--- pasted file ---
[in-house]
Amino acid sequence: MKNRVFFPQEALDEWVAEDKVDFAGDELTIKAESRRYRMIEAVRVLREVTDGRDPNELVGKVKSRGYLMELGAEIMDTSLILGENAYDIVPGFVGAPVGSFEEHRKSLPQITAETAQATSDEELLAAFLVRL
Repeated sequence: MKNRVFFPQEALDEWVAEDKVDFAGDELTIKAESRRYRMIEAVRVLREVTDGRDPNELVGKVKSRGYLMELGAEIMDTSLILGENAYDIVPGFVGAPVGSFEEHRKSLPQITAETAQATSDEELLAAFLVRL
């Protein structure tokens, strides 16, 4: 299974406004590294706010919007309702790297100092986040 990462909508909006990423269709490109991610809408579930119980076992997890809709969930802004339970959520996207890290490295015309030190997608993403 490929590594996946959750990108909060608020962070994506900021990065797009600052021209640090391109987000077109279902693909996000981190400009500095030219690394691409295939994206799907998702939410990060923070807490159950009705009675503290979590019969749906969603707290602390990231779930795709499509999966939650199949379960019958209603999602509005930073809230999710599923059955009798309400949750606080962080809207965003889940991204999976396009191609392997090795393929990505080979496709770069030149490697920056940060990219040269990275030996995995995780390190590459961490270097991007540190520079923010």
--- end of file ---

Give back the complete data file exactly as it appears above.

[in-house]
Amino acid sequence: MKNRVFFPQEALDEWVAEDKVDFAGDELTIKAESRRYRMIEAVRVLREVTDGRDPNELVGKVKSRGYLMELGAEIMDTSLILGENAYDIVPGFVGAPVGSFEEHRKSLPQITAETAQATSDEELLAAFLVRL
Repeated sequence: MKNRVFFPQEALDEWVAEDKVDFAGDELTIKAESRRYRMIEAVRVLREVTDGRDPNELVGKVKSRGYLMELGAEIMDTSLILGENAYDIVPGFVGAPVGSFEEHRKSLPQITAETAQATSDEELLAAFLVRL
């Protein structure tokens, strides 16, 4: 299974406004590294706010919007309702790297100092986040 990462909508909006990423269709490109991610809408579930119980076992997890809709969930802004339970959520996207890290490295015309030190997608993403 490929590594996946959750990108909060608020962070994506900021990065797009600052021209640090391109987000077109279902693909996000981190400009500095030219690394691409295939994206799907998702939410990060923070807490159950009705009675503290979590019969749906969603707290602390990231779930795709499509999966939650199949379960019958209603999602509005930073809230999710599923059955009798309400949750606080962080809207965003889940991204999976396009191609392997090795393929990505080979496709770069030149490697920056940060990219040269990275030996995995995780390190590459961490270097991007540190520079923010």